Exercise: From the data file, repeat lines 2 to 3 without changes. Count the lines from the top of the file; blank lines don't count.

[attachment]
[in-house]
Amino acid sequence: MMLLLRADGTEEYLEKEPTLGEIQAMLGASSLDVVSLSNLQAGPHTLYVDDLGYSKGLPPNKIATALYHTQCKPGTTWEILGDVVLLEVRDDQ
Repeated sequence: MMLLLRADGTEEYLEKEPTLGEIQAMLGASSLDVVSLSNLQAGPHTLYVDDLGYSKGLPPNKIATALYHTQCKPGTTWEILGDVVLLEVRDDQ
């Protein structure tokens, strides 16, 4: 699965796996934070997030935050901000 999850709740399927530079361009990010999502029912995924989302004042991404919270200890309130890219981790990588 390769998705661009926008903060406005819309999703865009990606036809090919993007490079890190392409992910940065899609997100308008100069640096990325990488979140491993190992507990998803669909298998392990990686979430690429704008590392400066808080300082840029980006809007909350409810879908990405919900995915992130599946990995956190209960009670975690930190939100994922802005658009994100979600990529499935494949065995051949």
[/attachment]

Amino acid sequence: MMLLLRADGTEEYLEKEPTLGEIQAMLGASSLDVVSLSNLQAGPHTLYVDDLGYSKGLPPNKIATALYHTQCKPGTTWEILGDVVLLEVRDDQ
Repeated sequence: MMLLLRADGTEEYLEKEPTLGEIQAMLGASSLDVVSLSNLQAGPHTLYVDDLGYSKGLPPNKIATALYHTQCKPGTTWEILGDVVLLEVRDDQ